Scott, the thing is, the same public that thinks the CPI understates true inflation, also thinks that the inflation target should be 0%. They don’t want their cost of living to go up at all, and they don’t want the dollar to lose value at all.

  27. Gravatar of George Selgin George Selgin
    31. July 2013 at 19:49

    Hmmm. Sounds to me like another argument for a productivity norm :)

  28. Gravatar of TallDave TallDave
    31. July 2013 at 19:57

    Hedonics has some unexpected outcomes, like people valuing cell phones more than running water. I’m not sure inflation can really be meaningfully boiled down to one number that applies across an entire economy.

  29. Gravatar of Waffles Waffles
    31. July 2013 at 20:19

    Your China analysis is very sloppy.

    http://www.project-syndicate.org/commentary/the-limited-room-for-chinese-stimulus-by-yu-yongding

  30. Gravatar of Benjamin Cole Benjamin Cole
    31. July 2013 at 20:44

    “Inflation is higher than the government says” may also have something to do with real estate prices in NYC and LA, the two media centers.

    It is true—natives of those two cities usually cannot afford the lifestyles of their parents (conceding that even so it is not an apples to apples comparison, what with improvements in health care, technology etc).

    Toss in higher Social Security and Medicare taxes, and the perceived need to send kids to private schools when public used to do…and you see real declines in living standards in Los Angeles in the last 40 years for “average” people.

    But there has also been an explosion at the top: Someone is buying those houses for $4.4 million and driving automobiles worth more than a Harvard education. Fancy restaurants, absent 40 years ago, are stuffed.

    I would guess someone raised in Manhattan in the 1960s would have the same feeling….

  31. Gravatar of mbka mbka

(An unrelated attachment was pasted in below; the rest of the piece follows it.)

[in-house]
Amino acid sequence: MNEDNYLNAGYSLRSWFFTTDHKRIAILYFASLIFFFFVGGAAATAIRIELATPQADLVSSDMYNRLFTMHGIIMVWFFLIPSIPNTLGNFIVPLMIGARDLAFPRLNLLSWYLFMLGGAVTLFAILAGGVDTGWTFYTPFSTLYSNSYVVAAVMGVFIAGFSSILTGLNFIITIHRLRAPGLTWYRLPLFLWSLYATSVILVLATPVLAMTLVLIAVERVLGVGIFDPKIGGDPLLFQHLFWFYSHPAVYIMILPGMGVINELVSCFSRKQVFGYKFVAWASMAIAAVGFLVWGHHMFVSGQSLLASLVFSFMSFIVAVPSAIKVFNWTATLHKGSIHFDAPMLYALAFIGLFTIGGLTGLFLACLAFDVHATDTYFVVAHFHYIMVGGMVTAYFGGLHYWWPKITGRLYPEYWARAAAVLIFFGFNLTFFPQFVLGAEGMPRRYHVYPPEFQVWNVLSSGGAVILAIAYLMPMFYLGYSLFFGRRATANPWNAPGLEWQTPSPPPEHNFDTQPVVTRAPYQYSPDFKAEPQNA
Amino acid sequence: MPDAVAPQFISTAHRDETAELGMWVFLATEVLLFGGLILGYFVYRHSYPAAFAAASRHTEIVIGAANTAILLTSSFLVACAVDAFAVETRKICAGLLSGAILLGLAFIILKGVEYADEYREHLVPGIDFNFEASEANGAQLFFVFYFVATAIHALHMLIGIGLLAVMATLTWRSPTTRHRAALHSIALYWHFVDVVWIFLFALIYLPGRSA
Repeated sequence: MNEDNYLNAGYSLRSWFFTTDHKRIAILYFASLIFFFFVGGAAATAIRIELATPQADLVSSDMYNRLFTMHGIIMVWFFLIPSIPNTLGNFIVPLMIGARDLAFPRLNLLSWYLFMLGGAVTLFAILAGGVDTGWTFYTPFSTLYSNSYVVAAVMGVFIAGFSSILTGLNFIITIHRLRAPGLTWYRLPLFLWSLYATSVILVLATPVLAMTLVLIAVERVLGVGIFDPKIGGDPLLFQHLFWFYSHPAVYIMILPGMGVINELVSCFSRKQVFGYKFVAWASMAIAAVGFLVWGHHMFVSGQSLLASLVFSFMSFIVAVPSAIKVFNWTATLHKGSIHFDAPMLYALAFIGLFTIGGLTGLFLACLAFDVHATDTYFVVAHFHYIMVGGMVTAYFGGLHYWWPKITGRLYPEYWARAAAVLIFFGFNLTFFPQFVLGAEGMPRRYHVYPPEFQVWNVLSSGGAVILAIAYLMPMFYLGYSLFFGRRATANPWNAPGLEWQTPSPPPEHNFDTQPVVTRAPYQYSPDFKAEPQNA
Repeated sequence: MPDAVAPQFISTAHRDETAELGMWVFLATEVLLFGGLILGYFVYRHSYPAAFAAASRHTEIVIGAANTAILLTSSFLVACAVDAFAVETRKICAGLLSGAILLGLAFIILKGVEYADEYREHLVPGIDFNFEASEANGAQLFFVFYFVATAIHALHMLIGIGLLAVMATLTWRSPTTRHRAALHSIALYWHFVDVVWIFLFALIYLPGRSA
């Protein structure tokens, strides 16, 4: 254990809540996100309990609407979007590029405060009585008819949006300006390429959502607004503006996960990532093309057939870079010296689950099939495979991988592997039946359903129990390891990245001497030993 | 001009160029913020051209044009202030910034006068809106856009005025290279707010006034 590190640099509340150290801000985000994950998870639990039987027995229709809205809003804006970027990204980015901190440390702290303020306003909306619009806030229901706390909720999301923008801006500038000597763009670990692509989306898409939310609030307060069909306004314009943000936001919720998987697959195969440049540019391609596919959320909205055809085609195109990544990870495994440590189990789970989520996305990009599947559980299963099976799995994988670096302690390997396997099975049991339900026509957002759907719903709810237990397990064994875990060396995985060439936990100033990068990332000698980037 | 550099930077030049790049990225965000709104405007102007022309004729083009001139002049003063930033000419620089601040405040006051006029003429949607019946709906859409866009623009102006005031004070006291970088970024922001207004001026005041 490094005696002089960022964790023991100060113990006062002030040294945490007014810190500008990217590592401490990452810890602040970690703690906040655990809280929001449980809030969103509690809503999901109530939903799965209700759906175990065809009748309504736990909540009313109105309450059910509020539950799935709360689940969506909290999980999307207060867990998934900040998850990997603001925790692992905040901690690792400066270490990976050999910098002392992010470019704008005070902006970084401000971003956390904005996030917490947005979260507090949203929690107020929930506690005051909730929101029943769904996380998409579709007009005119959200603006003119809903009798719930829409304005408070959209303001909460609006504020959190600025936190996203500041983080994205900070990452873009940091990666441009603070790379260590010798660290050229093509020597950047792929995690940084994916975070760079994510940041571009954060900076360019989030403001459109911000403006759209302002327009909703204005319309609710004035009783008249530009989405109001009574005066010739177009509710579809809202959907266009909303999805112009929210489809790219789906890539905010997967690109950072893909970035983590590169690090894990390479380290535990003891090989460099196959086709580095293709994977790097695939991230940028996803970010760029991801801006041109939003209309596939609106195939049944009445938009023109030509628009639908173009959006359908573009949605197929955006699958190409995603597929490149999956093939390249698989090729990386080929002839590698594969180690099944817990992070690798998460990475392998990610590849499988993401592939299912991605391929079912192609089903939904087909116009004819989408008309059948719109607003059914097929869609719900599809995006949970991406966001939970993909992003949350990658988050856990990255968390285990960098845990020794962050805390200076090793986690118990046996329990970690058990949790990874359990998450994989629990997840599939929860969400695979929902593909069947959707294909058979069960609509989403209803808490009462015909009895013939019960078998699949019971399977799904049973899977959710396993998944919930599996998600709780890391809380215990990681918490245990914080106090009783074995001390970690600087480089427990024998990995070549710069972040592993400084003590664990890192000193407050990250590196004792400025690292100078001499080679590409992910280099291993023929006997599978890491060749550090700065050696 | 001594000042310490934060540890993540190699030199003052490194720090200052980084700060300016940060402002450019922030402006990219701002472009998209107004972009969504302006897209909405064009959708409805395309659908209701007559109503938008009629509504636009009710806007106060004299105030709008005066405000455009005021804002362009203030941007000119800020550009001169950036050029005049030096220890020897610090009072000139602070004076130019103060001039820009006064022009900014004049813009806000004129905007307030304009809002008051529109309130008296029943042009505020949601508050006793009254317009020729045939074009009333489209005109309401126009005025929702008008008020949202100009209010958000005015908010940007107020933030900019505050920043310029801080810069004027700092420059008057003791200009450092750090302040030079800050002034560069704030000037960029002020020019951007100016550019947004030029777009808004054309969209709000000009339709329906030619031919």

1. August 2013 at 01:21

    Scott,

    the little anecdotal evidence I have on inflation perception in Europe is twofold.

    One, people assume by default that prices go up too much, no matter what they’re really doing. The 1920s hyperinflation in Germany and the 70s have cemented this into an unquestioned truism. Data don’t even matter. When Austria joined the Euro, it was “common knowledge” that prices would rise, and many people will tell you that they did (usually based on a single observation of the odd bar that charged ten cents more for a beer just about the time of the conversion). Meanwhile, for me, who visits Austria once a year, prices are amazingly low given the context. I’ve said this before – time and time again I see industrial products (cameras, washing machines) cheaper in some Austrian supermarket (20% VAT) than in Singapore (7% VAT). I attribute this to EU economies of scale, including banking industry economies of scale thanks to the Euro. But I am alone in this thinking.

    Two, in many European countries, but not all, real estate prices have risen sharply in recent years. Austria seems to go through a phase where real estate rises at 10-15% p.a. Anecdotally people will tell you this is because there aren’t enough interesting investment opportunities around, so people plough their extra cash into real estate for fear of inflation if they left it at the bank. (the irony!).

    Automatic increases in nominal income through collective bargaining are seen as a God given right in Europe but rises in price levels are an inflationary outrage or proof of sinister ploys to world domination by oil producers and agro-industrial MNCs. It’s just like that.

  32. Gravatar of ssumner ssumner
    1. August 2013 at 06:15

    Keshav, I agree they like the idea of stable prices, but they certainly wouldn’t expect the Fed to be able to hold prices stable. Of course the Fed could, but the public doesn’t know that.

    Talldave, That’s an understatement.

    Ben, Good point.